Designing for People Who Have Better Things To Do With Their Lives

Designing for People Who Have Better Things To Do With Their Lives

“Users don’t read the manual.”

What’s a manual?

In fact, users don’t read anything.” – Joel Spolsky

many people are intimidated by computers.” – Joel Spolsky

These two things work in opposition to each other. I constantly have to stop and force myself to remember this when working with non-technical people. The part I just don’t get is where the overt hostility and/or resistance to reading the screen comes from? Joel talks about a naive user case where the person in question just skips past the description and get’s confused by a choice.

That’s not my issue.

I’ve been trying to figure out to deal with subspecies which deals with their intimation by looking at the screen as little as possible. I just don’t understand how that’s a success strategy on any time horizon.

Yet I run into it again and again.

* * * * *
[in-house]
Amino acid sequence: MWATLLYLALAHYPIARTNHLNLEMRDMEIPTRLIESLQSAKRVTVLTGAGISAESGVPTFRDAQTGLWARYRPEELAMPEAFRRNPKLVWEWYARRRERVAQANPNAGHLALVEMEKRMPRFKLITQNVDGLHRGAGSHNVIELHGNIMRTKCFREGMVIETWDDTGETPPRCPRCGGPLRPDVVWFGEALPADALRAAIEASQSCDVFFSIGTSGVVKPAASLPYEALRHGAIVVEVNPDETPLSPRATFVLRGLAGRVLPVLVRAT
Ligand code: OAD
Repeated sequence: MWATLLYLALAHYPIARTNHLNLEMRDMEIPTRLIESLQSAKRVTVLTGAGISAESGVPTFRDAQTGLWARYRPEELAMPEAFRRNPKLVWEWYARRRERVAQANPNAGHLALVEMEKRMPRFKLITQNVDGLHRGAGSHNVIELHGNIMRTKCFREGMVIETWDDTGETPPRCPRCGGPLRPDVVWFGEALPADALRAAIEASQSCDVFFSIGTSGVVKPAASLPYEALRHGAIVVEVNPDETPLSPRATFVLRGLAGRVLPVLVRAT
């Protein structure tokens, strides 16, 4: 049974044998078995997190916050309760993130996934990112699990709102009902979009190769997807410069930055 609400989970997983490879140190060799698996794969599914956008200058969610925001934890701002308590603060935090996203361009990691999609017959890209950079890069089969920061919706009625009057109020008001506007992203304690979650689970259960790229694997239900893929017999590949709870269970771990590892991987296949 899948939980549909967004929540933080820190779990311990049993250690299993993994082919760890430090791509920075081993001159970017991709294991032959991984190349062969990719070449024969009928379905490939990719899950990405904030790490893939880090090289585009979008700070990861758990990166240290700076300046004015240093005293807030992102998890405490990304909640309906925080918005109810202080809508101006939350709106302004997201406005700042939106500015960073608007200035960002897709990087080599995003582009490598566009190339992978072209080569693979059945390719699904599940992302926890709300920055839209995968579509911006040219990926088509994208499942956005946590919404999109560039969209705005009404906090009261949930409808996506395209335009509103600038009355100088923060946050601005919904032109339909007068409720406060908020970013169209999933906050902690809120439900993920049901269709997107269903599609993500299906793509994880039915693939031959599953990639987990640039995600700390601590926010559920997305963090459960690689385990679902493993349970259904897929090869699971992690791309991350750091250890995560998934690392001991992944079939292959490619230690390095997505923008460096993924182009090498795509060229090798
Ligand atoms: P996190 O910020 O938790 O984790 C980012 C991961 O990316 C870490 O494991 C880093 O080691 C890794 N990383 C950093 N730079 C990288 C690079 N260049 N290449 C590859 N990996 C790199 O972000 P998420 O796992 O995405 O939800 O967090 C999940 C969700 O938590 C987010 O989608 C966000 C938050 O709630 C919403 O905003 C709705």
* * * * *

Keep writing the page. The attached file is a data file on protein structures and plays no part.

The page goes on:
We’ve adopted the following mitigation strategies:

1) Always ensure that there’s really no way for a user to “harm” themselves if they tap randomly. (Because they do. A lot.)

2) Always do something useful when tapped. This is harder than it seems, but can be accomplished by removing things they can tap on and/or removing prerequisite requirements.

One place where we’re intentionally breaking #2, for now at least, is requiring a check-in before allowing a dancer to tag a song as a favorite. This is because ideally we’d like them to pay for that upgrade before doing so and are displaying a message to them along those lines.

Time will see how that proves out…